', CAST(ISNULL(' + QUOTENAME(RIGHT(tc.name, LEN(tc.name))) + ', '''') AS nvarchar(20)) AS '
+ QUOTENAME(RIGHT(tc.name, LEN(tc.name) 3))
FROM tempdb.sys.tables AS tt
INNER JOIN tempdb.sys.columns AS tc
ON tt.object_id = tc.object_id
WHERE tt.name LIKE '#OutputTableDynamic%'
AND tc.name LIKE 'New%'
ORDER BY tc.column_id
), 1, 2, ''));
SET @OldColumns =
', CAST(ISNULL(' + QUOTENAME(RIGHT(tc.name, LEN(tc.name))) + ', '''') AS nvarchar(20)) AS '
+ QUOTENAME(RIGHT(tc.name, LEN(tc.name) 3))
FROM tempdb.sys.tables AS tt
INNER JOIN tempdb.sys.columns AS tc
ON tt.object_id = tc.object_id
WHERE tt.name LIKE '#OutputTableDynamic%'
AND tc.name LIKE 'Old%'
ORDER BY tc.column_id
), 1, 2, '' ) );
SET @columns =
( SELECT TOP (1024)
', ' + QUOTENAME(RIGHT(tc.name, LEN(tc.name) 3))
FROM tempdb.sys.tables AS tt
INNER JOIN tempdb.sys.columns AS tc
ON tt.object_id = tc.object_id
WHERE tt.name LIKE '#OutputTableDynamic%'
AND tc.name LIKE 'New%'
ORDER BY tc.column_id
), 1, 2, ''));
SET @DynamicSql =
N'SELECT New.ColumnName AS CN, New.NewValue AS NV, Old.OldValue AS OV FROM (SELECT Unpvt.GotAnyChangeId, Unpvt.ColumnName, Unpvt.NewValue FROM (SELECT [GotAnyChangeId], ' + @NewColumns
+ N' FROM #OutputTableDynamic ) AS DataSource UNPIVOT (NewValue FOR ColumnName IN (' + @columns
+ N') ) AS Unpvt ) AS New INNER JOIN ( SELECT Unpvt.GotAnyChangeId, Unpvt.ColumnName, Unpvt.OldValue FROM (SELECT [GotAnyChangeId], ' + @OldColumns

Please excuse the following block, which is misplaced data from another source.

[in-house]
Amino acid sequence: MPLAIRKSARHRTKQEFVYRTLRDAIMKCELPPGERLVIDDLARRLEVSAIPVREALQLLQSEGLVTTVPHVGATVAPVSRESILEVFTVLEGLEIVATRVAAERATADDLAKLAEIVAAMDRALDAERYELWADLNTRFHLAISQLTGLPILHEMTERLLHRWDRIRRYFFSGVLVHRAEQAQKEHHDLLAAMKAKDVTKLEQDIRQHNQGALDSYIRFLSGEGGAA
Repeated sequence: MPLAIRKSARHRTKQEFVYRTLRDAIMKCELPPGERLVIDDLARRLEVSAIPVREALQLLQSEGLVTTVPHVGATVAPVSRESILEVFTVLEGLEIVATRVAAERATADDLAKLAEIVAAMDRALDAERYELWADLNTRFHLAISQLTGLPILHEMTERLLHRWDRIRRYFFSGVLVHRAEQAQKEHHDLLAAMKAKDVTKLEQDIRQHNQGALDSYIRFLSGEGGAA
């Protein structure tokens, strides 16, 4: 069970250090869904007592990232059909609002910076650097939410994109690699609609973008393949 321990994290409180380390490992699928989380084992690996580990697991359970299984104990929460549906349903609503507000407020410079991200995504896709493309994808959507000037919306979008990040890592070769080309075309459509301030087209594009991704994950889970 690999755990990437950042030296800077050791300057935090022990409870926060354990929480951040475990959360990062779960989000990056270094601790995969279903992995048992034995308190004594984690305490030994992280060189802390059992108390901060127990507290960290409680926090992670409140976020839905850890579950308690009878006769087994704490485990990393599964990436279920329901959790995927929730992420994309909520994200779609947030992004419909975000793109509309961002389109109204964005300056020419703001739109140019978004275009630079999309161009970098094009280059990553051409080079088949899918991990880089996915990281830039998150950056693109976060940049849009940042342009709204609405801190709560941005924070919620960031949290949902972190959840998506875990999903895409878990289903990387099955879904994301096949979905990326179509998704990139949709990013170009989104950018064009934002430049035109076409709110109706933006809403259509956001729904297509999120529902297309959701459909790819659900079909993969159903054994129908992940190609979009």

+ N' FROM #OutputTableDynamic ) AS DataSource UNPIVOT (OldValue FOR ColumnName IN (' + @columns
+ N')) AS Unpvt) AS Old ON Old.ColumnName = New.ColumnName AND Old.GotAnyChangeId = New.GotAnyChangeId WHERE New.NewValue != Old.OldValue FOR XML PATH(''Change''), ROOT(''Changes'')';
EXECUTE sp_executesql @DynamicSql;

Results are good!

We’ve seen this before

Overall, the script is longer at nearly double the lines but where it shines is when adding new columns.
To include new columns, just add them to the table; to exclude them, just add in a filter clause.

So, potentially, if every column in this table is to be tracked and we add columns all the way up to 1,024 columns, this code will not increase.
Old way: at least 6,144.
New way: at least 2,048.
Dynamic: no change